Maryland is about 250 miles long and about 100 miles wide at its greatest extremities. However at one point it narrows to less than two miles where it forms its western panhandle. This is due to one natural geographic feature and one artificial line determined by men.
The Maryland-West Virginia border along this stretch hugs the Potomac River as it courses along rugged Appalachian valleys. The Maryland-Pennsylvania demarcation is the Mason-Dixon Line, surveyed between 1763 and 1767 to settle a colonial era land dispute. The two nearly squeeze Maryland in half at Hancock.
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Hancock has been a transportation hub since the early days of European settlement. Settlers reached here as early as the 1730′s when it was the farthest fringe of western civilization.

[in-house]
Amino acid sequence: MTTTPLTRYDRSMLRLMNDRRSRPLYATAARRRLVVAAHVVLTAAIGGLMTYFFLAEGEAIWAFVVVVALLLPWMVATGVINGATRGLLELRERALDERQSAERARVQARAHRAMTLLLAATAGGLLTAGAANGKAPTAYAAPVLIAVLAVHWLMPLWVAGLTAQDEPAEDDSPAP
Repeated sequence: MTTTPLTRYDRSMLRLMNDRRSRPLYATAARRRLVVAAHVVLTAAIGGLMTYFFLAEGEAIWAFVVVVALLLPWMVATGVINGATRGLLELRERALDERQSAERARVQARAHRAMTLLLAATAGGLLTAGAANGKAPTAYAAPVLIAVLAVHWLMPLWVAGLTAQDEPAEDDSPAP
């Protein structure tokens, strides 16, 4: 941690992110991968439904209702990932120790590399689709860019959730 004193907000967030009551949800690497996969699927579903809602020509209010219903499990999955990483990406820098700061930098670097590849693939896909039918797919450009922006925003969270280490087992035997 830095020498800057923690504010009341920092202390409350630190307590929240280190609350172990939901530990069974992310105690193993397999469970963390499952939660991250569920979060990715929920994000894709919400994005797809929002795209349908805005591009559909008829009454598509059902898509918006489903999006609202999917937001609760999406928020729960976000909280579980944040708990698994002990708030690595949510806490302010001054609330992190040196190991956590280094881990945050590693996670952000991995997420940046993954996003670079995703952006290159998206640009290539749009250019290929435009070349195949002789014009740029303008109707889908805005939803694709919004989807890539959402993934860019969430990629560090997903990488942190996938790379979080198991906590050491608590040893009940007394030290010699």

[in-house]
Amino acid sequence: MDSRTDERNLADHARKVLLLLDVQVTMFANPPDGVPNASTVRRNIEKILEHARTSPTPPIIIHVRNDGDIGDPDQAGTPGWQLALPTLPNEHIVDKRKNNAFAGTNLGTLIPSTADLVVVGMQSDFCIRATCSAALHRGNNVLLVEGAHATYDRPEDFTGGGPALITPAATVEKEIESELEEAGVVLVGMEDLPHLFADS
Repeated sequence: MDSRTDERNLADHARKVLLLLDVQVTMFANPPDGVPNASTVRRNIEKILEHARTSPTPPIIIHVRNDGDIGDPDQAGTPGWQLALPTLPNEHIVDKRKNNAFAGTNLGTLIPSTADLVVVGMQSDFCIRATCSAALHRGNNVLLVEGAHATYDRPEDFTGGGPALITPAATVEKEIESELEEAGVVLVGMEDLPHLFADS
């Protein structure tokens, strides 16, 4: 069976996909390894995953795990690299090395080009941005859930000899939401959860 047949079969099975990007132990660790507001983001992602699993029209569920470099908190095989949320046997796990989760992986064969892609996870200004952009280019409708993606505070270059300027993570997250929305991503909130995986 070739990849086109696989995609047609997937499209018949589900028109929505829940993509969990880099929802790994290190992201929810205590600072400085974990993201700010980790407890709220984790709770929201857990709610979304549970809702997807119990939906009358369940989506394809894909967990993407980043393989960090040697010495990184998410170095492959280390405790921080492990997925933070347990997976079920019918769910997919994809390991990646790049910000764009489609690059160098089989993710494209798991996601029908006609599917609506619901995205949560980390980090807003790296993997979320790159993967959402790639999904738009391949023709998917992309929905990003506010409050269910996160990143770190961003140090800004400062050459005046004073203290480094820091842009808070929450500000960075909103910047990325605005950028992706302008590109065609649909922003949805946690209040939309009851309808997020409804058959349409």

The National Pike came through Hancock around 1818 and joined with the National Road at Cumberland, serving as a vital link for pioneers, settlers and traders traveling to Ohio and to points further west. The Chesapeake and Ohio Canal later came through Hancock, followed by railroads hugging the Potomac banks. Today several major highways converge on Hancock including Interstate 68 and Interstate 70 with access to the Pennsylvania Turnpike.
While it may just be a narrow plot of land it has a rich history and quite a bit of significance, even today.